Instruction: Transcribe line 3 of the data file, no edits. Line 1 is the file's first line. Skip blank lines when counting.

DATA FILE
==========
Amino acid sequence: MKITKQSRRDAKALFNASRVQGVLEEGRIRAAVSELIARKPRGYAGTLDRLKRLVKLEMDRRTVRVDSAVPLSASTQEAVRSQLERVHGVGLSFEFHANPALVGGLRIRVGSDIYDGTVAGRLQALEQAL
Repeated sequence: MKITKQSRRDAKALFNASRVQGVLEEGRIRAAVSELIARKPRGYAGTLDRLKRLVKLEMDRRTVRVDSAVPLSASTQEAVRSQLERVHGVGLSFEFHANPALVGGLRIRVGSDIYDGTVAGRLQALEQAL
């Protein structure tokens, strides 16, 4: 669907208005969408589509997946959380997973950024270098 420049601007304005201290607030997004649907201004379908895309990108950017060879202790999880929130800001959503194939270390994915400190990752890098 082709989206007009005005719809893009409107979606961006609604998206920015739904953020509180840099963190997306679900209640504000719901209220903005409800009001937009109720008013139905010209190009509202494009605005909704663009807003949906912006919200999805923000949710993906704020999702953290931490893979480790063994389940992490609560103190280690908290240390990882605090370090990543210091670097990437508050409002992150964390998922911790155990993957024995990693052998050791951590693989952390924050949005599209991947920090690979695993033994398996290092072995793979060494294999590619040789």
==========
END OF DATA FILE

């Protein structure tokens, strides 16, 4: 669907208005969408589509997946959380997973950024270098 420049601007304005201290607030997004649907201004379908895309990108950017060879202790999880929130800001959503194939270390994915400190990752890098 082709989206007009005005719809893009409107979606961006609604998206920015739904953020509180840099963190997306679900209640504000719901209220903005409800009001937009109720008013139905010209190009509202494009605005909704663009807003949906912006919200999805923000949710993906704020999702953290931490893979480790063994389940992490609560103190280690908290240390990882605090370090990543210091670097990437508050409002992150964390998922911790155990993957024995990693052998050791951590693989952390924050949005599209991947920090690979695993033994398996290092072995793979060494294999590619040789």